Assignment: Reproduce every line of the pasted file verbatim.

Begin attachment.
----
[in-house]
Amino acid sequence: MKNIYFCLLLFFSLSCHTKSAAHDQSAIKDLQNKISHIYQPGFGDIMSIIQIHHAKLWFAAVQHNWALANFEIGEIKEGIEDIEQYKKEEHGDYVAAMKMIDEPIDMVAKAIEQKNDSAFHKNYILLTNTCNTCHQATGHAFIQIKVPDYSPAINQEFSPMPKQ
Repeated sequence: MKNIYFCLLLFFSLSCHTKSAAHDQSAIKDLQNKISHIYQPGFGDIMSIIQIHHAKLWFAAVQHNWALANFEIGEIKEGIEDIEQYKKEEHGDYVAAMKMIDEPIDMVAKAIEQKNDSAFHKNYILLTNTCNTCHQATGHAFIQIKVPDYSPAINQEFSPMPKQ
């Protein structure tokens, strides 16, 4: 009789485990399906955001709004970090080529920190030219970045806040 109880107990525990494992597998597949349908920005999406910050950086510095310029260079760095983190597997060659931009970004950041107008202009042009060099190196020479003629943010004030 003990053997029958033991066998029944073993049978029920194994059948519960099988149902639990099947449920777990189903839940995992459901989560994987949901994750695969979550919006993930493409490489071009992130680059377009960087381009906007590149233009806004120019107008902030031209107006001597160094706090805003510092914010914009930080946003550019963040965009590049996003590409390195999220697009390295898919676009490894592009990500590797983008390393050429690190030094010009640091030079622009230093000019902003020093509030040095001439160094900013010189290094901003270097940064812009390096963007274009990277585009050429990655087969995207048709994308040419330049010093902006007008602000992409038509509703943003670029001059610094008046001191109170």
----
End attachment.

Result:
[in-house]
Amino acid sequence: MKNIYFCLLLFFSLSCHTKSAAHDQSAIKDLQNKISHIYQPGFGDIMSIIQIHHAKLWFAAVQHNWALANFEIGEIKEGIEDIEQYKKEEHGDYVAAMKMIDEPIDMVAKAIEQKNDSAFHKNYILLTNTCNTCHQATGHAFIQIKVPDYSPAINQEFSPMPKQ
Repeated sequence: MKNIYFCLLLFFSLSCHTKSAAHDQSAIKDLQNKISHIYQPGFGDIMSIIQIHHAKLWFAAVQHNWALANFEIGEIKEGIEDIEQYKKEEHGDYVAAMKMIDEPIDMVAKAIEQKNDSAFHKNYILLTNTCNTCHQATGHAFIQIKVPDYSPAINQEFSPMPKQ
């Protein structure tokens, strides 16, 4: 009789485990399906955001709004970090080529920190030219970045806040 109880107990525990494992597998597949349908920005999406910050950086510095310029260079760095983190597997060659931009970004950041107008202009042009060099190196020479003629943010004030 003990053997029958033991066998029944073993049978029920194994059948519960099988149902639990099947449920777990189903839940995992459901989560994987949901994750695969979550919006993930493409490489071009992130680059377009960087381009906007590149233009806004120019107008902030031209107006001597160094706090805003510092914010914009930080946003550019963040965009590049996003590409390195999220697009390295898919676009490894592009990500590797983008390393050429690190030094010009640091030079622009230093000019902003020093509030040095001439160094900013010189290094901003270097940064812009390096963007274009990277585009050429990655087969995207048709994308040419330049010093902006007008602000992409038509509703943003670029001059610094008046001191109170």